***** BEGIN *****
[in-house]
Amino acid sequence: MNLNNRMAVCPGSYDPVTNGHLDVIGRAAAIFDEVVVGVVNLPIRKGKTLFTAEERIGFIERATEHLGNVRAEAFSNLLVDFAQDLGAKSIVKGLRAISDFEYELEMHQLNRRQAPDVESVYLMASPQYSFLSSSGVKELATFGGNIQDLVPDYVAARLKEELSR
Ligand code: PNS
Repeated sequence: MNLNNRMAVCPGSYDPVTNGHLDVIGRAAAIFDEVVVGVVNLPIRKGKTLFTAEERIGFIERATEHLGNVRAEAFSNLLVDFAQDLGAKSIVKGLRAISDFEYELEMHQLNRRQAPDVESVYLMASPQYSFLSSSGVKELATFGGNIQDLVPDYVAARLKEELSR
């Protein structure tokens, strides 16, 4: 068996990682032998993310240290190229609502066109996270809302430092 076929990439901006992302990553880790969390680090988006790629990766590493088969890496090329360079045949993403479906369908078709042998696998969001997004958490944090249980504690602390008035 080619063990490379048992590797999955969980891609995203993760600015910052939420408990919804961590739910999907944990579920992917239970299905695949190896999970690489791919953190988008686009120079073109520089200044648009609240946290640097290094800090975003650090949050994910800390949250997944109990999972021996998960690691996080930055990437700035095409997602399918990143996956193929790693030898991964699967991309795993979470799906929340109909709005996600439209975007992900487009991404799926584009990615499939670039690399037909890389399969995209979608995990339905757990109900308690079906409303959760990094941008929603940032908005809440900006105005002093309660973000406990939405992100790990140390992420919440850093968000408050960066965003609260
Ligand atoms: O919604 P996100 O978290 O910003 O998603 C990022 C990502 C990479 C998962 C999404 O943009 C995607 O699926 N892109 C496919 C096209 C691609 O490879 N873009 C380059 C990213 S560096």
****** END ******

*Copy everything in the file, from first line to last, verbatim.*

[in-house]
Amino acid sequence: MNLNNRMAVCPGSYDPVTNGHLDVIGRAAAIFDEVVVGVVNLPIRKGKTLFTAEERIGFIERATEHLGNVRAEAFSNLLVDFAQDLGAKSIVKGLRAISDFEYELEMHQLNRRQAPDVESVYLMASPQYSFLSSSGVKELATFGGNIQDLVPDYVAARLKEELSR
Ligand code: PNS
Repeated sequence: MNLNNRMAVCPGSYDPVTNGHLDVIGRAAAIFDEVVVGVVNLPIRKGKTLFTAEERIGFIERATEHLGNVRAEAFSNLLVDFAQDLGAKSIVKGLRAISDFEYELEMHQLNRRQAPDVESVYLMASPQYSFLSSSGVKELATFGGNIQDLVPDYVAARLKEELSR
């Protein structure tokens, strides 16, 4: 068996990682032998993310240290190229609502066109996270809302430092 076929990439901006992302990553880790969390680090988006790629990766590493088969890496090329360079045949993403479906369908078709042998696998969001997004958490944090249980504690602390008035 080619063990490379048992590797999955969980891609995203993760600015910052939420408990919804961590739910999907944990579920992917239970299905695949190896999970690489791919953190988008686009120079073109520089200044648009609240946290640097290094800090975003650090949050994910800390949250997944109990999972021996998960690691996080930055990437700035095409997602399918990143996956193929790693030898991964699967991309795993979470799906929340109909709005996600439209975007992900487009991404799926584009990615499939670039690399037909890389399969995209979608995990339905757990109900308690079906409303959760990094941008929603940032908005809440900006105005002093309660973000406990939405992100790990140390992420919440850093968000408050960066965003609260
Ligand atoms: O919604 P996100 O978290 O910003 O998603 C990022 C990502 C990479 C998962 C999404 O943009 C995607 O699926 N892109 C496919 C096209 C691609 O490879 N873009 C380059 C990213 S560096």